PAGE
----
Production Machining

DEC 2018

Production Machining - Your access to the precision machining industrial buyer.

Issue link:

Contents of this Issue


Page 34 of 51

For more articles on this topic: LINK :: out of it. "It doesn't matter if it's Swiss turning or four- axis milling; if we can set it up once and take labor out of running it, we're saving time, money and producing quality parts more consistently," Mr. Coster says. Moving to Lights-Out Production Making good parts during hours that would historically be considered downtime, using little or no labor, is enough to tempt any CNC machine shop. at's where Nolte is heading with its Swiss machining production. "Currently, we are running up to five of our Swiss machines untended," Mr. Coster says. But untended production is not as simple as flipping a light switch from on to off. ere are steps that a shop needs to put into place to successfully execute lights-out manufacturing. Probably the most important is selecting the right job to run across the machine tool. Nolte runs a variety of materials and while free-machining materials are ideal for untended machining, the process has to be honed to accommodate other materials that are more difficult to machine. "We are not exclusively a brass shop," Mr. Coster says. "So we need to be able set up our jobs so tool wear can be accommodated. Sometimes, we've found, pre-hardened steels and other harder materials may actually run better than the softer materials." One way they prepare for a stable process, eliminating variability, is to run ground barstock across the Swiss machines when the guide bushing is used. is helps with tool wear by reducing variability bar to bar. An advantage that the convertible model BO 206 brings to the process by eliminating the need for a guide bushing, is that it allows the use of cold-rolled barstock. Not having to use ground stock and eliminating the need to set the guide bushing saves material costs and setup time because the spindle nose collet is more forgiving of stock variations than a guide bushing. In addition to making sure the machine tool program running the part untended is stable, there are other ancillary considerations that Nolte takes into account for its lights-out operations. e company's Tsugamis are equipped with FMB bar feeders with magazine feeder trays. Depending on the bar diameter, these magazines can hold enough stock to get the machine through a lights-out shift. To help control chips, Nolte uses high pressure coolant (Nolte cuts with oil) for all of its Swiss machines. is controls chip formation and evacuation, which is impor- tant for untended operation. Nobody wants a bird's nest in the middle of the night. ere is a serious concern of the possibility of fire during a lights-out operation, especially when cutting with oil. erefore, Nolte has equipped all of its Swiss machines with fire suppression systems. Without operator intervention, handling finished part output can be overlooked. Some of the parts that Nolte runs across its lights-out Swiss machine have a no-marr spec, making post-process handling part of the operation. For these jobs, Nolte uses a rotary accumulator to more carefully handle and sort the work coming off the machines. Lights-out manufacturing is a risk/reward undertaking. e rewards can be great if risks can be minimized. is means making mistakes and learning from them. Looking Forward Nolte has seen a lot of change in metalworking manufac- turing. It has also managed to successfully adapt itself to these changes by carefully evaluating what works and what may be transitory. e next investment that Nolte plans to make is to automate the company's chucked part operations. Barstock is certainly important to the shop's capability, but Mr. Coster sees the capability of process slugs and automating the material handling of chucked parts as a direction moving forward. "For example, we have ordered a gantry-fed turning center for processing larger, 3.125-inch and above, chucked blanks as part of our plans," Mr. Coster says. "Moreover, we are looking at robots to help with automation on our other machining operations." Moving forward, Mr. Coster plans to continue focusing on automation as it makes sense for his shop. "One of the benefits that Nolte has enjoyed from its lights-out operations is that the workforce has remained in place, but re-deployed within the shop to more value-added work," Mr. Coster says. "Everybody is experiencing skilled work shortages, so keeping good workers and creating an environment that people want to work in is a key to managing for the next 102 years." Nolte Precise | 513-923-3100 | DP Technology Corp. - Esprit | 800-627-8479 | Tsugami/Rem Sales, LLC | 860-687-3400 | Nolte Precise Manufacturing, a PMPA member since 1943 Still Learning :: 33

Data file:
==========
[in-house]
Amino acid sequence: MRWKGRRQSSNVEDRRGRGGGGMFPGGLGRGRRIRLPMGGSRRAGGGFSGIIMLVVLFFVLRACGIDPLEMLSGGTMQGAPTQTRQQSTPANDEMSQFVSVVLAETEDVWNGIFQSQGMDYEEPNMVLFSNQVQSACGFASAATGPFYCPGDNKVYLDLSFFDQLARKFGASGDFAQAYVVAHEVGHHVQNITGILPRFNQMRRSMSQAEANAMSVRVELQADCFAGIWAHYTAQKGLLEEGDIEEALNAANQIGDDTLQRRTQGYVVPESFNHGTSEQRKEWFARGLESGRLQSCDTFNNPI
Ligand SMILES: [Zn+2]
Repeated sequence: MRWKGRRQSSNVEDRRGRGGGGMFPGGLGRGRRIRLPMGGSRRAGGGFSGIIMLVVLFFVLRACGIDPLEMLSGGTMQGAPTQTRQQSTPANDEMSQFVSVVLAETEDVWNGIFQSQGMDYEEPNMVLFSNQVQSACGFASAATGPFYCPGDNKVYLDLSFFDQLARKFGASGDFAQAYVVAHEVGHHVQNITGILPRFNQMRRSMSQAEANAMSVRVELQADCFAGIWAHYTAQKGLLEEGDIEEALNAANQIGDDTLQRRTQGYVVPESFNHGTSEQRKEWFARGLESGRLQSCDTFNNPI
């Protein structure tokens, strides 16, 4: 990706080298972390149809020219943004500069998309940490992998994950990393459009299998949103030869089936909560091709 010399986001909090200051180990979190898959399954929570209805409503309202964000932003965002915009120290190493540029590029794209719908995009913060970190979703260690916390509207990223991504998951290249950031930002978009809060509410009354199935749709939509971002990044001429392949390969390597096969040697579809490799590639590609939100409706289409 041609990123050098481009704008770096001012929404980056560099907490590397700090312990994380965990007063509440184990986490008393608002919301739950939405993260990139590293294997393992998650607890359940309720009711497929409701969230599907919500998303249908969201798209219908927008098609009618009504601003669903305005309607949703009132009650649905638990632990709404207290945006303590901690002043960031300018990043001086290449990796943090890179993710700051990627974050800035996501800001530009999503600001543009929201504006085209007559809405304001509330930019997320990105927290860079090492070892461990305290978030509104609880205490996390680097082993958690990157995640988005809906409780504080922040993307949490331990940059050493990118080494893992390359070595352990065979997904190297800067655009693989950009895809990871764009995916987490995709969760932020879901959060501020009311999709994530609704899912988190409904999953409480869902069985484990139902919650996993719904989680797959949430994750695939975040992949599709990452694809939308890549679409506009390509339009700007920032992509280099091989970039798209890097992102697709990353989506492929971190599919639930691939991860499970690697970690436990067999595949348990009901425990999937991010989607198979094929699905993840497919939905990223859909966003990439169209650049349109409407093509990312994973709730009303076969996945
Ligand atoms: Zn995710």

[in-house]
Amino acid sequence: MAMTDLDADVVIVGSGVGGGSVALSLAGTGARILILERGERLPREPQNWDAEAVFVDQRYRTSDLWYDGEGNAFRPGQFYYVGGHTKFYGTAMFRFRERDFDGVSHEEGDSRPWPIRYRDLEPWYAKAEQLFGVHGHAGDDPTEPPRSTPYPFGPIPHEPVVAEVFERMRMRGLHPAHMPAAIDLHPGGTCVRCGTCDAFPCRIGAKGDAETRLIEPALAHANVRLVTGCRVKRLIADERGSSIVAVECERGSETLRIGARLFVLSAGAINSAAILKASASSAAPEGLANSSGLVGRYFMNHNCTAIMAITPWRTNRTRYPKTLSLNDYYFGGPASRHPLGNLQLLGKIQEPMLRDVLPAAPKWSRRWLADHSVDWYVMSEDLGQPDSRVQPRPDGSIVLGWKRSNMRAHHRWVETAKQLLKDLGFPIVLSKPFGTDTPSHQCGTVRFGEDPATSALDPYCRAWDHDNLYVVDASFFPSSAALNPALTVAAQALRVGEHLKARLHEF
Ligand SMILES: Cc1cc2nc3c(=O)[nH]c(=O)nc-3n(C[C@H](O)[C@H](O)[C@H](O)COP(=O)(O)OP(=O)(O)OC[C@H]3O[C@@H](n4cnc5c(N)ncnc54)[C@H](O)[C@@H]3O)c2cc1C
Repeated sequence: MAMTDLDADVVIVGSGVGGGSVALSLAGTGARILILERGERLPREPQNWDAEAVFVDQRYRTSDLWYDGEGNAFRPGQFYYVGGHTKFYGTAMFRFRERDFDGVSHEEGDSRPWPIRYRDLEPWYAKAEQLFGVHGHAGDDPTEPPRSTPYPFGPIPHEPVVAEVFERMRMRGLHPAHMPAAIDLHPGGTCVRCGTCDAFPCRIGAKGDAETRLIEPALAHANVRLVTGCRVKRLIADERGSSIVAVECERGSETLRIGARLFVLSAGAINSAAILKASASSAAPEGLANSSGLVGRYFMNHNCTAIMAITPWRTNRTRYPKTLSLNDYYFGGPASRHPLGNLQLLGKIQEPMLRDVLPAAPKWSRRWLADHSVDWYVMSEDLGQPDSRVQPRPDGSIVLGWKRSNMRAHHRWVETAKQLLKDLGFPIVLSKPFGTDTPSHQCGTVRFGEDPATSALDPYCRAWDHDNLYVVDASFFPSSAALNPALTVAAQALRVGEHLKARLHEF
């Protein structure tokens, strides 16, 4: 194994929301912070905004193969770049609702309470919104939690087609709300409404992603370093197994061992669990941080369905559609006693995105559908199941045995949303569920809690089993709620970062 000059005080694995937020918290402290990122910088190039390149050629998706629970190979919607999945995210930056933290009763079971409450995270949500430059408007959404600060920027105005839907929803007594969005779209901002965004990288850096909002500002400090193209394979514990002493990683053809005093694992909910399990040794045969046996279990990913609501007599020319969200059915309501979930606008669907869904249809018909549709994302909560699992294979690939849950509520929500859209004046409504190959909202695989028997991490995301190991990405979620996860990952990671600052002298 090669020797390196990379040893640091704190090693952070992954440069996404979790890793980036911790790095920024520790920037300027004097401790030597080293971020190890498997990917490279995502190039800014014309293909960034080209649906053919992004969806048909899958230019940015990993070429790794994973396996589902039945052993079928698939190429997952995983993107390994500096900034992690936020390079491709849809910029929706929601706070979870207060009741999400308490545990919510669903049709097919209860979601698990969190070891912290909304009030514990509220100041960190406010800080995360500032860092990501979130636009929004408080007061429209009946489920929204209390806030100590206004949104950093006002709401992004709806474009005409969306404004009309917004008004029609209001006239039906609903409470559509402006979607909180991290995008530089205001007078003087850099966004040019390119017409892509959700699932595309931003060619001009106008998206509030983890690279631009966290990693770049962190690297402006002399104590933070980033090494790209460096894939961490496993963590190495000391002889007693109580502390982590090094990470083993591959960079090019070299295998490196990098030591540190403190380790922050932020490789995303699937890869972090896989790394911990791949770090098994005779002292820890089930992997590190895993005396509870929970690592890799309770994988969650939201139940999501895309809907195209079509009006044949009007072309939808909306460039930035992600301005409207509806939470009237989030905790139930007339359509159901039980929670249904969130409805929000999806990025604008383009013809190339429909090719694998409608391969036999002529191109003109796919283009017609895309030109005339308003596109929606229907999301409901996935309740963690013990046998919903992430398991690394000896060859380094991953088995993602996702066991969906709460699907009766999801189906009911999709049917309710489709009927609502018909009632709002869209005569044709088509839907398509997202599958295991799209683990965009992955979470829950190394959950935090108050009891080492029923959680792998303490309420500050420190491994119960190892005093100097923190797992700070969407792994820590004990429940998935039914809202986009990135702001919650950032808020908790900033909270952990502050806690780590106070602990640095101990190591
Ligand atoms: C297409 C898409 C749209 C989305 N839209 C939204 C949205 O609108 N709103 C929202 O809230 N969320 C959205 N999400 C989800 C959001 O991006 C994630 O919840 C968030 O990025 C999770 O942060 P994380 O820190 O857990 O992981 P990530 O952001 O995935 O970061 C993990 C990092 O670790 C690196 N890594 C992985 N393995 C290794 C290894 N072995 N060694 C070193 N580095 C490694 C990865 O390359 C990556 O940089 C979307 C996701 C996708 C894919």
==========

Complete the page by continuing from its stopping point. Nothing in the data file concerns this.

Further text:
Articles in this issue

Links on this page

Archives of this issue

view archives of Production Machining - DEC 2018